I should add a caution about names applied to Asian diatoms using identification literature written for European freshwaters, especially after my comments in “Back to the Himalayas …”.   Until the 1980s there was a widespread belief that diatom species were cosmopolitan and could be found all around the world.  This belief became self-fulfilling as, armed with this assumption, biologists set out with books written by and for Europeans and blithely applied the names to the diatoms that they found.  From the 1980s, however, papers started to appear in which people took a closer look at variation in some of these apparently cosmopolitan species and argued that there were, in fact, substantial differences between forms from different locations, and that there were, in fact, much greater numbers of diatoms than previously thought, and that many of these were restricted to particular geographic regions.   But then, in 2002 Bland Finlay and colleagues challenged this emerging view by arguing that it was not diatoms that were restricted in their distributions, it was the locations where these detailed studies had been performed that were rare.   In other words, given enough time and effort on the part of diatomists, we should expect to see these so-called endemic species cropping up in samples from all over the world.

This created a brouhaha within the diatom world which resulted in some further papers that questioned Finlay’s assertions and argued from theoretical grounds that there was no reason why diatoms should not be restricted to a limited geographical area.  As the new century progressed, diatomists added molecular barcoding to their armouries and this offered partial support for both positions: some diatoms – or at least some strains of some diatoms, Nitzschia palea and Gomphonema parvulum, for example – do appear to be genuinely cosmopolitan whilst others do not.  Of course, Finlay and colleagues always hold the trump card in this respect: it is not possible to disprove the existence of any so-called endemic species elsewhere in the biosphere until every conceivable habitat has been examined. But a truce, of sorts, does seem to be emerging.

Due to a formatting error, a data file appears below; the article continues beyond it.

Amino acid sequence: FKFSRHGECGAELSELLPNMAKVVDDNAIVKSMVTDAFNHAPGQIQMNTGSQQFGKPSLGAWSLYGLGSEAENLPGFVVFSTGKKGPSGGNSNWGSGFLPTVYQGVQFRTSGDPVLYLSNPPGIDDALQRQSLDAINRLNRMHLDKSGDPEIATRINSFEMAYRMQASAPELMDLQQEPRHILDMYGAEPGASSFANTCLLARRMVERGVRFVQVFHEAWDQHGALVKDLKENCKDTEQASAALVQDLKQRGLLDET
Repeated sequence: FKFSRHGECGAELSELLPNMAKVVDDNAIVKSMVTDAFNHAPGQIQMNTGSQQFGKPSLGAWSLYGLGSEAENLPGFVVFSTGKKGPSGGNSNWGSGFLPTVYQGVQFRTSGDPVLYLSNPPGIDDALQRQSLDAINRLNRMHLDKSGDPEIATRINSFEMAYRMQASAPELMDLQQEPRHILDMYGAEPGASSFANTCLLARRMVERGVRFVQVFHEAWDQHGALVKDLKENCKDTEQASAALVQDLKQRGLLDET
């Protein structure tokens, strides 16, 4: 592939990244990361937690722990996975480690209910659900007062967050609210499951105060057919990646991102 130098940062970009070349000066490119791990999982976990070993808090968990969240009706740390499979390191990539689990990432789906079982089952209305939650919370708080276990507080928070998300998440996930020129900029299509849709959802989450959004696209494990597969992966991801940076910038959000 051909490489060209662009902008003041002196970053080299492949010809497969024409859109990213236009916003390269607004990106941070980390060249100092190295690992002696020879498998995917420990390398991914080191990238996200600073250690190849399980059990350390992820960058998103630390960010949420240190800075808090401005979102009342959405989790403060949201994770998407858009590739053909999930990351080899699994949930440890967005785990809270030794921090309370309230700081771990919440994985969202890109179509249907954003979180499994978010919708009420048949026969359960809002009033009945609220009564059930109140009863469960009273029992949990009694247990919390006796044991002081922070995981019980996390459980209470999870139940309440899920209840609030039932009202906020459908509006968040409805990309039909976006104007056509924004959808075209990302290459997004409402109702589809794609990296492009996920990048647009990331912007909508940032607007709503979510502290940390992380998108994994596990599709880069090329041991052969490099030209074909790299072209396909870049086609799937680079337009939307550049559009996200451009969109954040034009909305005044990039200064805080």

Sampling the calcareous seepage near So’qoq, April 2017.  The picture at the top of the post shows the valley upstream of Kumyshkang.

The truth may well lie between the two extreme positions.  Maybe many diatoms really are widely distributed because random dispersal mechanisms for microscopic organisms are highly effective, as Finlay and colleagues argue.  But every time a few viable cells of a diatom species land on a suitable habitat, their small pool of genetic variability will either thrive or disappear.   When they thrive, the story of Darwin’s finches will be replayed and a combination of genetic drift and selective pressures will create variations on the original theme, just waiting for an observant biologist to come along and discover the new species.

The question that intrigues me is whether or not the bugs that crawl across the submerged stones in search of food ever notice the difference.   One of my perennial bugbears is that the careful taxonomic work that has resulted in the discovery of all this diversity within diatoms is rarely accompanied by ecological analyses of similar rigour.   In particular, do these different forms of what we once regarded as “cosmopolitan” species actually have any effect on how energy flows through the ecosystem?  Do they, in other words, taste different to the invertebrates that crawl across the stones in search of food?  Or, as Bland Finlay hinted in a subsequent review article, are these different genotypes, in effect, variations on the same basic “ecotype”?   In which case, a casual observer crouching beside a foreign stream may not know the precise name of every species he encounters but still may have a pretty good idea of how these fit into the bigger picture of aquatic diversity.


Finlay, B.J. (2002). Global Dispersal of Free-Living Microbial Eukaryote Species.  Science (New York) 296: 1061-1063.

Finlay, B.J. (2004). Protist taxonomy: an ecological perspective.  Philosophical Transactions of the Royal Society Series B 359: 599-610.

Finlay, B.J., Monaghan, E.B. & Maberly, S.C. (2002). Hypothesis: the rate and scale of dispersal of freshwater diatom species is a function of their global abundance. Protist 153: 261-273.

Kemmarec, L., Bouchez, A., Rimet, F. & Humbert, J.-F. (2013). First evidence of the Existence of Semi-Cryptic Species and of a phylogeographic structure in the Gomphonema parvulum (Kützing) Kützing complex (Bacillariophyta). Protist 164: 686-705.

Mann, D.G. & Droop, S.J.M. (1996).  Biodiversity, biogeography and conservation of diatoms.  Hydrobiologia 336: 19-32.

Telford, R.J., Vandvik, V. & Birks, H.J.B. (2006). Dispersal limitations matter for microbial morphospecies. Science (New York) 312: 1015.

Trobajo, R., Clavero, E., Chepurnov, V.A., Sabbe, K., Mann, D.G., Ishihara, S. & Cox, E.J. (2009). Morphological, genetic and mating diversity within the widespread bioindicator Nitzschia palea (Bacillariophyceae). Phycologia 48: 443-459

Vyverman, W., Verleyen, E., Sabbe, K., Vanhoutte, K., Sterken, M., Hodgson, D.A., Mann, D.G., Juggins, S., van de Vijver, B., Jones, V., Flower, R., Roberts, D., Chepurnov, V., Kilroy, C., Vanormelingen, P. & de Wever, A. (2002). Historical processes constrain patterns in global diatom diversity. Ecology 88: 1924-1931.

A view of the Tien’shan mountains from near So’qoq, Uzbekistan.

How green is my party?